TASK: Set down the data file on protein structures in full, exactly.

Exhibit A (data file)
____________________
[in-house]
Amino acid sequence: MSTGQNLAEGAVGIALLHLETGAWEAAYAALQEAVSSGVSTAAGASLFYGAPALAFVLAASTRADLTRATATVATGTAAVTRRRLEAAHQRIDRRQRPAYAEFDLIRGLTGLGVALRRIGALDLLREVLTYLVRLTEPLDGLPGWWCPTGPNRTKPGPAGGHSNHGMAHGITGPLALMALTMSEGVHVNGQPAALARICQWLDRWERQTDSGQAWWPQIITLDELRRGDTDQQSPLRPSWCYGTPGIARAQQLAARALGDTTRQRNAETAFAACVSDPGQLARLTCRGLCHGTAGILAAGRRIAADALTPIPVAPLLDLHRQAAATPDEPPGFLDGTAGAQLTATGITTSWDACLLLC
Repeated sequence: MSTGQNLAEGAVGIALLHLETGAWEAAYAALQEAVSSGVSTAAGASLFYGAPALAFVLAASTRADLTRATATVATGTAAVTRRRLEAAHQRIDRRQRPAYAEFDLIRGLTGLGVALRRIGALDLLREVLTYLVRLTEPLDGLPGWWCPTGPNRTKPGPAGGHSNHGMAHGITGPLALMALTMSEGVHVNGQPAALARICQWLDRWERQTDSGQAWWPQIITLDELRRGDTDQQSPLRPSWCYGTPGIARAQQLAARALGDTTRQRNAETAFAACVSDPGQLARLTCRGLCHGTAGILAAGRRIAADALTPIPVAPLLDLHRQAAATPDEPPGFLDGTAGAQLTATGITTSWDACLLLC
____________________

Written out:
[in-house]
Amino acid sequence: MSTGQNLAEGAVGIALLHLETGAWEAAYAALQEAVSSGVSTAAGASLFYGAPALAFVLAASTRADLTRATATVATGTAAVTRRRLEAAHQRIDRRQRPAYAEFDLIRGLTGLGVALRRIGALDLLREVLTYLVRLTEPLDGLPGWWCPTGPNRTKPGPAGGHSNHGMAHGITGPLALMALTMSEGVHVNGQPAALARICQWLDRWERQTDSGQAWWPQIITLDELRRGDTDQQSPLRPSWCYGTPGIARAQQLAARALGDTTRQRNAETAFAACVSDPGQLARLTCRGLCHGTAGILAAGRRIAADALTPIPVAPLLDLHRQAAATPDEPPGFLDGTAGAQLTATGITTSWDACLLLC
Repeated sequence: MSTGQNLAEGAVGIALLHLETGAWEAAYAALQEAVSSGVSTAAGASLFYGAPALAFVLAASTRADLTRATATVATGTAAVTRRRLEAAHQRIDRRQRPAYAEFDLIRGLTGLGVALRRIGALDLLREVLTYLVRLTEPLDGLPGWWCPTGPNRTKPGPAGGHSNHGMAHGITGPLALMALTMSEGVHVNGQPAALARICQWLDRWERQTDSGQAWWPQIITLDELRRGDTDQQSPLRPSWCYGTPGIARAQQLAARALGDTTRQRNAETAFAACVSDPGQLARLTCRGLCHGTAGILAAGRRIAADALTPIPVAPLLDLHRQAAATPDEPPGFLDGTAGAQLTATGITTSWDACLLLC